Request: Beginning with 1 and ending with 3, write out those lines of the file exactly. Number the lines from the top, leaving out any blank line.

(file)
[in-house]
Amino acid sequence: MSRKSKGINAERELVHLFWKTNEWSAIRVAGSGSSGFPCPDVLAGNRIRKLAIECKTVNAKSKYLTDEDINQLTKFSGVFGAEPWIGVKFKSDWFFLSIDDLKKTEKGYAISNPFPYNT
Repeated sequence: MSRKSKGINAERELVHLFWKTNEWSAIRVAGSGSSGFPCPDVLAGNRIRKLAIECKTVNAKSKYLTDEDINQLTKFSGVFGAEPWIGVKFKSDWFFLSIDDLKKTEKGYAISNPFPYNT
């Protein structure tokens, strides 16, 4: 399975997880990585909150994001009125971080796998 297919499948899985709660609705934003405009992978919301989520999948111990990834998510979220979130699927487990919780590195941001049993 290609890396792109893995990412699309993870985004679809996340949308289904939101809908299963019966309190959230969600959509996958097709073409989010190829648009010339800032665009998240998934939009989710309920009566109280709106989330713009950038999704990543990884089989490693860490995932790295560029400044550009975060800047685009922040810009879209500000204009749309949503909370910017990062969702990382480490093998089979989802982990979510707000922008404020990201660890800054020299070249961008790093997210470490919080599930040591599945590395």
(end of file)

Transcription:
[in-house]
Amino acid sequence: MSRKSKGINAERELVHLFWKTNEWSAIRVAGSGSSGFPCPDVLAGNRIRKLAIECKTVNAKSKYLTDEDINQLTKFSGVFGAEPWIGVKFKSDWFFLSIDDLKKTEKGYAISNPFPYNT
Repeated sequence: MSRKSKGINAERELVHLFWKTNEWSAIRVAGSGSSGFPCPDVLAGNRIRKLAIECKTVNAKSKYLTDEDINQLTKFSGVFGAEPWIGVKFKSDWFFLSIDDLKKTEKGYAISNPFPYNT